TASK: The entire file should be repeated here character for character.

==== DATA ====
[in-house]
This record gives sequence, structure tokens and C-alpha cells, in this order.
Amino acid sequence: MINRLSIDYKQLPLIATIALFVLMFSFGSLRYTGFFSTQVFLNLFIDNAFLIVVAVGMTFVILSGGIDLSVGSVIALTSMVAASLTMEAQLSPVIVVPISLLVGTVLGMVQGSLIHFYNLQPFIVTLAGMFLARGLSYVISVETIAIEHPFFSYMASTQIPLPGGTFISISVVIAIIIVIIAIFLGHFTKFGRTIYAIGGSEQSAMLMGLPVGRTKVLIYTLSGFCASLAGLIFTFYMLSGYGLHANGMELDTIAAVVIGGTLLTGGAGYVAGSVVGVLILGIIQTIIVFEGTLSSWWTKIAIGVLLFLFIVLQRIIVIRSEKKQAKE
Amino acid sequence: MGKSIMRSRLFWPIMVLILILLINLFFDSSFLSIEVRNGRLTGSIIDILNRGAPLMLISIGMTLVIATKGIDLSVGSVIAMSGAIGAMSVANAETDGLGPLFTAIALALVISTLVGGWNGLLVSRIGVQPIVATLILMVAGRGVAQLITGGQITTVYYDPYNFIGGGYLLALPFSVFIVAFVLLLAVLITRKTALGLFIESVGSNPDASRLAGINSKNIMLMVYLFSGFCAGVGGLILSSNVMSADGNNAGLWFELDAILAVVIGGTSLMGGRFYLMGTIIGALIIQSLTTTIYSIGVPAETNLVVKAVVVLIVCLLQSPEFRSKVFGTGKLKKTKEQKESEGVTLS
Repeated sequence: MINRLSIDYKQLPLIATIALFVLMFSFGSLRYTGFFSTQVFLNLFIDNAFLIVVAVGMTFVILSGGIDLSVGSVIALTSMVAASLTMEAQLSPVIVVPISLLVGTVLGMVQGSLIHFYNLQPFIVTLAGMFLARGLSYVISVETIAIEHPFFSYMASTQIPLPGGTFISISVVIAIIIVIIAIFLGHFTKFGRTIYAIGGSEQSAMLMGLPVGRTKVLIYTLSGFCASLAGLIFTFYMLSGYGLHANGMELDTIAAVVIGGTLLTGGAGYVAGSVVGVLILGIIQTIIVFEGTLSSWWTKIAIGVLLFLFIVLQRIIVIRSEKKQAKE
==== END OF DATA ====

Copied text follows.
[in-house]
This record gives sequence, structure tokens and C-alpha cells, in this order.
Amino acid sequence: MINRLSIDYKQLPLIATIALFVLMFSFGSLRYTGFFSTQVFLNLFIDNAFLIVVAVGMTFVILSGGIDLSVGSVIALTSMVAASLTMEAQLSPVIVVPISLLVGTVLGMVQGSLIHFYNLQPFIVTLAGMFLARGLSYVISVETIAIEHPFFSYMASTQIPLPGGTFISISVVIAIIIVIIAIFLGHFTKFGRTIYAIGGSEQSAMLMGLPVGRTKVLIYTLSGFCASLAGLIFTFYMLSGYGLHANGMELDTIAAVVIGGTLLTGGAGYVAGSVVGVLILGIIQTIIVFEGTLSSWWTKIAIGVLLFLFIVLQRIIVIRSEKKQAKE
Amino acid sequence: MGKSIMRSRLFWPIMVLILILLINLFFDSSFLSIEVRNGRLTGSIIDILNRGAPLMLISIGMTLVIATKGIDLSVGSVIAMSGAIGAMSVANAETDGLGPLFTAIALALVISTLVGGWNGLLVSRIGVQPIVATLILMVAGRGVAQLITGGQITTVYYDPYNFIGGGYLLALPFSVFIVAFVLLLAVLITRKTALGLFIESVGSNPDASRLAGINSKNIMLMVYLFSGFCAGVGGLILSSNVMSADGNNAGLWFELDAILAVVIGGTSLMGGRFYLMGTIIGALIIQSLTTTIYSIGVPAETNLVVKAVVVLIVCLLQSPEFRSKVFGTGKLKKTKEQKESEGVTLS
Repeated sequence: MINRLSIDYKQLPLIATIALFVLMFSFGSLRYTGFFSTQVFLNLFIDNAFLIVVAVGMTFVILSGGIDLSVGSVIALTSMVAASLTMEAQLSPVIVVPISLLVGTVLGMVQGSLIHFYNLQPFIVTLAGMFLARGLSYVISVETIAIEHPFFSYMASTQIPLPGGTFISISVVIAIIIVIIAIFLGHFTKFGRTIYAIGGSEQSAMLMGLPVGRTKVLIYTLSGFCASLAGLIFTFYMLSGYGLHANGMELDTIAAVVIGGTLLTGGAGYVAGSVVGVLILGIIQTIIVFEGTLSSWWTKIAIGVLLFLFIVLQRIIVIRSEKKQAKE